Do you have a new product launching next month? Send out a few prototypes or samples to some key bloggers in your arena with a personalized note letting them know they are getting a first peek and that you would appreciate their feedback.
Is your agency offering a new service starting next week? Drop some semi-obvious hints on your twitter stream and encourage followers to re-tweet with promises of discounted pricing or even free service once it’s launched.
Are you finally wrapping up that 6-month website redesign for your client? Use facebook as a launching pad a few days (or even weeks) prior to the live launch. Introducing your audience to a beta version (even if it’s just a sneak peek at a few pages) will yield you some valuable feedback.
That’s just the tip of the iceberg. From experience, I can tell you without a doubt that building a buzz prior to a launch (whether it be service or product oriented) will always result in a more active initial response when that launch finally takes place.
Curb your expectations
This particular piece falls more on the client side than the agency side. As I read comments on engadget’s live blog, it seemed like everyone was upset that the iPad didn’t have “this feature” and “that feature” and was “tied to AT&T” and so forth. I felt the same way, but the thing I was overlooking was that Apple had just released a beautiful new gadget that did a lot of things well. Everyone had built up this unrealistic idea in their minds of what the final product would be, to the point that no matter what Apple presented today, they were likely to be disappointed.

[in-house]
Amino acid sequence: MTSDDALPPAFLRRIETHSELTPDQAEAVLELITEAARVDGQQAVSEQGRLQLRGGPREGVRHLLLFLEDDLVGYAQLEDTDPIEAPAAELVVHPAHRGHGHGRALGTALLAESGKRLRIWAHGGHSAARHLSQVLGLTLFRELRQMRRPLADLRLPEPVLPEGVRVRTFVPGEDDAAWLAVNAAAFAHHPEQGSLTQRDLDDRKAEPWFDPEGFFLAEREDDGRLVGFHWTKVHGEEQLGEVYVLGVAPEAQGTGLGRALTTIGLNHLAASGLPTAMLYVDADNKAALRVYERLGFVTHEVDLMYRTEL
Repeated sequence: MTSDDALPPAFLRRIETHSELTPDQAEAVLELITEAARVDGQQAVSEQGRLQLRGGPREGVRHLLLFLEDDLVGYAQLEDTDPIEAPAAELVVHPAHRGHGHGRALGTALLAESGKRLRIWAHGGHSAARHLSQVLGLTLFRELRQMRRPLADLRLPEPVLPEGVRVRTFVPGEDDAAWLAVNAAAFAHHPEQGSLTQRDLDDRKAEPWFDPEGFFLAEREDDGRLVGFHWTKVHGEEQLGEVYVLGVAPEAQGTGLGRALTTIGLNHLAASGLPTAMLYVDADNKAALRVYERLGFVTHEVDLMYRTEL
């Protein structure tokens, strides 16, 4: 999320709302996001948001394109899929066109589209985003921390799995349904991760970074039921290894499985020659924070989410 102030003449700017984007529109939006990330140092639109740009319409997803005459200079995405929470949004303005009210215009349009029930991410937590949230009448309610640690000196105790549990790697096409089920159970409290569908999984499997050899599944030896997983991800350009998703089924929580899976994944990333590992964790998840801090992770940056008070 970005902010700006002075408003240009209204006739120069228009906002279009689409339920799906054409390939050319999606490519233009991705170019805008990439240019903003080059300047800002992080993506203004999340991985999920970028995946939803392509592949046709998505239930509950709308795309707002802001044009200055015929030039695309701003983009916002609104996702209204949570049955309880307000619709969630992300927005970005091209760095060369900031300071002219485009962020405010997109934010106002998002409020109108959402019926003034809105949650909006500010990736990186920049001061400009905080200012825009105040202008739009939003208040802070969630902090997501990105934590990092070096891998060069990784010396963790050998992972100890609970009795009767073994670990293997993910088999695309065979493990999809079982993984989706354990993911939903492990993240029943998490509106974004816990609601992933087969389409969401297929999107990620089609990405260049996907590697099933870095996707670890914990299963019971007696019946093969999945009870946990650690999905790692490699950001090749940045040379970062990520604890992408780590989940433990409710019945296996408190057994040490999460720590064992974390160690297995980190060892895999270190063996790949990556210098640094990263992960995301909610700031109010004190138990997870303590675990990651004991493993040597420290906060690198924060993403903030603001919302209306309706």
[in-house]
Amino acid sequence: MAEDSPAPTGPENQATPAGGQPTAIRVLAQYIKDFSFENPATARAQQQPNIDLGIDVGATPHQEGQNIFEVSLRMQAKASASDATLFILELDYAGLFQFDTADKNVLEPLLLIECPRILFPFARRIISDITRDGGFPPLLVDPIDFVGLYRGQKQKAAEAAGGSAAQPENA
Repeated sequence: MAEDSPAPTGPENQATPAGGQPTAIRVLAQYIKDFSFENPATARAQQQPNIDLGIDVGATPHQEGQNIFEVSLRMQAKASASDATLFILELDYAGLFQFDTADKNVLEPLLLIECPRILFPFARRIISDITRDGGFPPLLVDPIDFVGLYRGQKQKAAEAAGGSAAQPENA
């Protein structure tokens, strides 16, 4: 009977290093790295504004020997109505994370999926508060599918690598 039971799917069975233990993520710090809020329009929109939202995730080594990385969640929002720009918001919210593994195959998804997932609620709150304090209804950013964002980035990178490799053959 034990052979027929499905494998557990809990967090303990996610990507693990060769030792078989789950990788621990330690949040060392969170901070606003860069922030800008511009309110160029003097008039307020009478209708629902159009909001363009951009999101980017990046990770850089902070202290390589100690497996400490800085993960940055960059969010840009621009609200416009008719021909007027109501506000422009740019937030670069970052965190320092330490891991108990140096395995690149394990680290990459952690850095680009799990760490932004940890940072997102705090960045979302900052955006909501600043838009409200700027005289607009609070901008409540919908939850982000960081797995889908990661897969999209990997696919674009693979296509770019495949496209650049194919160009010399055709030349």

Being on the agency side of business for so long, I’ve seen this same reaction from clients. This occurs most commonly in the digital and social media arena. We’ve all been there before, a client has no prior experience in either field and leaves you with the job of creating a website, building a digital marketing campaign, setting up a PPC campaign on google adwords and creating a facebook fan page. You walk them through the process, submit deliverables along the way, and when it comes time to present your final pieces they seem underwhelmed. Initially this is upsetting, but as you talk through the presentation, you realize their disappointment is not because of what you delivered, but rather the version of the project they had imagined in their own mind. Once you explain the limitations of their server (and budget) for the website, and the limitations offered by Outlook 2007 when it comes to email programming, as well as the design guidelines put in place by adwords and facebook, they begin to realize that you have actually delivered something amazing.